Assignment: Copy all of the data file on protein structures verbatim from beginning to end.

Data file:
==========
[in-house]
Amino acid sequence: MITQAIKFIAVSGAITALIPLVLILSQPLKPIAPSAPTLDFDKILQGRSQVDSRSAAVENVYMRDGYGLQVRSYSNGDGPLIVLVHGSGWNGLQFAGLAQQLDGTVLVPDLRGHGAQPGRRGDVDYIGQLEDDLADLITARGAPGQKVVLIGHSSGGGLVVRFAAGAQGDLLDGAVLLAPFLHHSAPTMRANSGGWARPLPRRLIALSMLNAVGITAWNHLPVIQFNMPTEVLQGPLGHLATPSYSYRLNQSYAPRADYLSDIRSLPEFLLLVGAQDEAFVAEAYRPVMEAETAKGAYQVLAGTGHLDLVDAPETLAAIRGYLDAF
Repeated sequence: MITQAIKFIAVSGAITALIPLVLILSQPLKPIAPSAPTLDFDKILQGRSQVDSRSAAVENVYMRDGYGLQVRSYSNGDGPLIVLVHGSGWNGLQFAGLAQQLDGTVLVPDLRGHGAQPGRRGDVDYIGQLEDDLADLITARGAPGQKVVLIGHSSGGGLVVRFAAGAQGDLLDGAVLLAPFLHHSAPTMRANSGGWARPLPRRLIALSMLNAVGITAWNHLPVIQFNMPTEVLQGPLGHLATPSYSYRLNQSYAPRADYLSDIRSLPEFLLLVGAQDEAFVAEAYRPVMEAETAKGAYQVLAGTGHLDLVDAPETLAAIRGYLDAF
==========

[in-house]
Amino acid sequence: MITQAIKFIAVSGAITALIPLVLILSQPLKPIAPSAPTLDFDKILQGRSQVDSRSAAVENVYMRDGYGLQVRSYSNGDGPLIVLVHGSGWNGLQFAGLAQQLDGTVLVPDLRGHGAQPGRRGDVDYIGQLEDDLADLITARGAPGQKVVLIGHSSGGGLVVRFAAGAQGDLLDGAVLLAPFLHHSAPTMRANSGGWARPLPRRLIALSMLNAVGITAWNHLPVIQFNMPTEVLQGPLGHLATPSYSYRLNQSYAPRADYLSDIRSLPEFLLLVGAQDEAFVAEAYRPVMEAETAKGAYQVLAGTGHLDLVDAPETLAAIRGYLDAF
Repeated sequence: MITQAIKFIAVSGAITALIPLVLILSQPLKPIAPSAPTLDFDKILQGRSQVDSRSAAVENVYMRDGYGLQVRSYSNGDGPLIVLVHGSGWNGLQFAGLAQQLDGTVLVPDLRGHGAQPGRRGDVDYIGQLEDDLADLITARGAPGQKVVLIGHSSGGGLVVRFAAGAQGDLLDGAVLLAPFLHHSAPTMRANSGGWARPLPRRLIALSMLNAVGITAWNHLPVIQFNMPTEVLQGPLGHLATPSYSYRLNQSYAPRADYLSDIRSLPEFLLLVGAQDEAFVAEAYRPVMEAETAKGAYQVLAGTGHLDLVDAPETLAAIRGYLDAF